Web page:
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Lionti, Filippo and Lionti v. Lloyd's Insurance Co.

decided: June 10, 1983.

LIONTI, FILIPPO AND LIONTI, CARMELA, HUSBAND AND WIFE, AND ROUTE 202 CORPORATION TRADING AS LIONTI'S VILLA
v.
LLOYD'S INSURANCE COMPANY, AND DOMINION INSURANCE COMPANY BERKLEY CHARLES BERKLEY-PORTMAN, EXCESS INSURANCE COMPANY, BELLEFONTE INSURANCE COMPANY, AND DOMINION INSURANCE COMPANY, EDINBURGH, SCOTLAND FILIPPO LIONTI AND CARMELA LIONTI, HUSBAND AND WIFE, ROUTE 202 CORPORATION T/A LIONTI'S VILLA AND/OR THE ITALIAN VILLA, APPELLANTS



ON APPEAL FROM THE UNITED STATES DISTRICT COURT FOR THE EASTERN DISTRICT OF PENNSYLVANIA.

Hunter and Garth, Circuit Judges and Stern, District Judges.*fn*

Author: Garth

Opinion OF THE COURT

GARTH, Circuit Judge.

This appeal presents for our review two claimed evidentiary errors which occurred during a thirteen-day trial. The plaintiffs Filippo and Carmela Lionti ("Lionti") contend that these two alleged errors should result in the grant of a new trial. We cannot agree.

On September 20, 1978, The Italian Villa, a restaurant and bar owned by Lionti, burned to the ground. Lionti brought this action against his insurer*fn1 after the insurer disallowed his claim for policy proceeds. The insurer refused Lionti's claim on the ground that Lionti set or procured the setting of the fire. The jury returned a verdict in favor of the insurance company. Lionti appeals from an order of the district court denying his motion for a new trial.*fn2 Because we find no error affecting a substantial right of the parties, we affirm.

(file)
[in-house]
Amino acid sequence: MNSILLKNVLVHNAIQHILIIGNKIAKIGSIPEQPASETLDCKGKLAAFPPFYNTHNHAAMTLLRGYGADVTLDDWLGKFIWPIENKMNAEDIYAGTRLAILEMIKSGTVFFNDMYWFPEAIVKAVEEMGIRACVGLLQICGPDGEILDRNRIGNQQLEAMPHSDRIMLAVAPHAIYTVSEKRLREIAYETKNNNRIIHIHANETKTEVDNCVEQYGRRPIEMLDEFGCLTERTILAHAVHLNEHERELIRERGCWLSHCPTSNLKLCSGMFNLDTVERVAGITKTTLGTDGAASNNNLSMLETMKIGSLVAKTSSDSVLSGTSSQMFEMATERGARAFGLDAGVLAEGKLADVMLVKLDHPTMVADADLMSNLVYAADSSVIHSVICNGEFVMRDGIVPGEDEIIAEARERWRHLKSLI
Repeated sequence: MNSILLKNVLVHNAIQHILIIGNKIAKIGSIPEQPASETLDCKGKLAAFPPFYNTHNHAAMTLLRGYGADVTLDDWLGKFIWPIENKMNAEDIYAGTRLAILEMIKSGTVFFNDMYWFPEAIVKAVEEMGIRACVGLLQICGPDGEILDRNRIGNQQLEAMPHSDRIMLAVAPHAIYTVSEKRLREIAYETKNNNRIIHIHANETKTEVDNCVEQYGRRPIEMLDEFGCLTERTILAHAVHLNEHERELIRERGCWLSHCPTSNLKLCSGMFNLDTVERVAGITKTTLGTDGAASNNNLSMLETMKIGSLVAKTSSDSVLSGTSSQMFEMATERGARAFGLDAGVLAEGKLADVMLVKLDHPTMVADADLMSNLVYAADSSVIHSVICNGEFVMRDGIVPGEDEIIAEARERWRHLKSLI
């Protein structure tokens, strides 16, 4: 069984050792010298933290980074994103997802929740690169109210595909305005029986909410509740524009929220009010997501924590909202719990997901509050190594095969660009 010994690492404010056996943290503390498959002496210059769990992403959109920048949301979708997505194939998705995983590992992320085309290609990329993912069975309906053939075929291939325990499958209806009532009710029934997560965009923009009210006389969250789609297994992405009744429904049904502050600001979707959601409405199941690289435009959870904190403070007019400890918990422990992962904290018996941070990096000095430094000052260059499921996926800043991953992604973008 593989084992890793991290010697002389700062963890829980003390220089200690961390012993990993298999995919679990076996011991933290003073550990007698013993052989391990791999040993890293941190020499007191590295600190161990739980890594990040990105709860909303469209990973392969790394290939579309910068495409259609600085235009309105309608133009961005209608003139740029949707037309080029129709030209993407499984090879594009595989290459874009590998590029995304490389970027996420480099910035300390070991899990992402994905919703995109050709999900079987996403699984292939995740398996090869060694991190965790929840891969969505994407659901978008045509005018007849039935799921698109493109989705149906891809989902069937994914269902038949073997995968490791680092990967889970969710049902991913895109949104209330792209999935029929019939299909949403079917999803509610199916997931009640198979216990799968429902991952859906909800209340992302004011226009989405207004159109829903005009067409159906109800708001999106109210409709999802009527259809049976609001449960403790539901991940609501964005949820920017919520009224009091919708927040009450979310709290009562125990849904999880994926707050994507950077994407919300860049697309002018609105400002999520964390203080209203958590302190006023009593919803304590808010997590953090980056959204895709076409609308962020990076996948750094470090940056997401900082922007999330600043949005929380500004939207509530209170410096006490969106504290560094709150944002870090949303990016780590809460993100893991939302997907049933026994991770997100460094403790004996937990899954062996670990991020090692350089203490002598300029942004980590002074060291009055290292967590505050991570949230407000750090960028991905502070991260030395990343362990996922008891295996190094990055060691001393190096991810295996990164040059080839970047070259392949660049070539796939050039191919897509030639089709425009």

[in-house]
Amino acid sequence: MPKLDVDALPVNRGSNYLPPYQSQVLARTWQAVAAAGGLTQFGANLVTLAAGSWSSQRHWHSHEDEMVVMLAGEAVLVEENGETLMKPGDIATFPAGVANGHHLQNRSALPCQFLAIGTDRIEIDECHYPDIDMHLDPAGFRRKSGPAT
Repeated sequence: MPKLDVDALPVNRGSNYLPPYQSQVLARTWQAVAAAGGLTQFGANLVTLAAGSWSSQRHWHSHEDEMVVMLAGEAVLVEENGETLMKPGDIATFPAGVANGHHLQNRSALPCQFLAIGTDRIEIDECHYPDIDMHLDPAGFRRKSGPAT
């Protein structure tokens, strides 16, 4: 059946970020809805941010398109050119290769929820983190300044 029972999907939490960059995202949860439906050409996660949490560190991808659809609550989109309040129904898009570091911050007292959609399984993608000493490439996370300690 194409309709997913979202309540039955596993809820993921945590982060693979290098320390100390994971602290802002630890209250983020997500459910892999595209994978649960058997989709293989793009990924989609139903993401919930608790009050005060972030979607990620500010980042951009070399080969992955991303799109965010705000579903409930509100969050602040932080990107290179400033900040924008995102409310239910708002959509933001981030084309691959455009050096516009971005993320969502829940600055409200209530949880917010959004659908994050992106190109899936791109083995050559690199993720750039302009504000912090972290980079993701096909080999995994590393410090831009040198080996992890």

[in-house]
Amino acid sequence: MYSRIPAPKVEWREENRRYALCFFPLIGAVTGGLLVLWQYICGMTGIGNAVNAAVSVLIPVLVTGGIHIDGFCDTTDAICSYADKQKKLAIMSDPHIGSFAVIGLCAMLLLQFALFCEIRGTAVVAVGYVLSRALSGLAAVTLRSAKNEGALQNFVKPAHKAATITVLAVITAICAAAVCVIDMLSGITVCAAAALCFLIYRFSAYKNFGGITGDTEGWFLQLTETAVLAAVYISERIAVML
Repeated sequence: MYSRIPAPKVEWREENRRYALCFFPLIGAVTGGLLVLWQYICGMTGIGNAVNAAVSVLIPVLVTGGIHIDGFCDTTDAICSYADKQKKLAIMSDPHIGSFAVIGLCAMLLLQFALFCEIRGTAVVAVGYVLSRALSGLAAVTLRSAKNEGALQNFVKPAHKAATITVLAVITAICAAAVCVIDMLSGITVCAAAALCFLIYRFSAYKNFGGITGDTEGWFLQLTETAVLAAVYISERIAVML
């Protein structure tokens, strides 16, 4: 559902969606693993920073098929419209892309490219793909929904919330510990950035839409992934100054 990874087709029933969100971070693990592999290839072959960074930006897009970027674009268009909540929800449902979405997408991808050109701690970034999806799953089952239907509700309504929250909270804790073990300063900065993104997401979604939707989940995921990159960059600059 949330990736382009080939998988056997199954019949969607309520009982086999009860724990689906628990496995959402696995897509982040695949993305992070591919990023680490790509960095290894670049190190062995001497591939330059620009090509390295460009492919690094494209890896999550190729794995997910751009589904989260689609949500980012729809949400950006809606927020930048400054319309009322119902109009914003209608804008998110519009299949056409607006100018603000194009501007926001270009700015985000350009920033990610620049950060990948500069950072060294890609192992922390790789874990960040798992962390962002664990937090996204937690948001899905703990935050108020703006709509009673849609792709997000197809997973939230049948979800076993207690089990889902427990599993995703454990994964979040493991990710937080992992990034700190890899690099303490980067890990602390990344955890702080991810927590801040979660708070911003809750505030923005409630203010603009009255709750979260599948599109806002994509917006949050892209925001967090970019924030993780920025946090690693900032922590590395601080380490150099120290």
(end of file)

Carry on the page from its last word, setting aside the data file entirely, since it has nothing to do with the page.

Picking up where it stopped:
I.

The Italian Villa was a single story stone structure with a full basement containing a restaurant and bar. At roughly 5:00 a.m. on September 20, 1978, a violent explosion erupted in the building, shattering windows in a house nearby and catapulting debris over 100 feet away.

On November 16, Lionti submitted proofs of loss to his insurance company. These proofs of loss asserted losses of $266,606 for the building itself, $114,256 for its contents, $83,850 for interruptions of business income, and affirmed that the origin of the fire was "unknown to assured." Lionti initiated this action on June 6, 1979, claiming that the insurer had not reimbursed Lionti for the losses sustained, although the insurer had paid Lionti's mortgagee, the First Mortgage Company of Pennsylvania, $180,000 under the policy's loss-payable clause. On September 21 the insurer counterclaimed against Lionti for $180,000, the loss paid to First Mortgage, as subrogees of First Mortgage's rights. The case proceeded to trial on February 13, 1980.

A.

Evidence adduced at trial was overwhelming that the September 20 fire had been set intentionally. Firemen entering the structure found gasoline vapors in the basement so strong that they were unable to remain in the building. Burn patterns on the floor of the restaurant indicated that the fire had been spread by a flammable liquid. Inside the restaurant's kitchen door lay an extension cord plugged into a wall outlet and terminating in an electric charcoal lighter; lying beneath the charcoal lighter were two plastic containers smelling of gasoline. Firefighters removed from the building these two containers and three others; laboratory tests proved at least four of these five containers to contain gasoline. Carpeting and debris throughout the restaurant were also impregnated with gasoline. In the opinion of several experts, the magnitude of the explosion, the residue of gasoline and location of gasoline containers, and the presence of an electric starter coil left little doubt that the fire was of incendiary origin.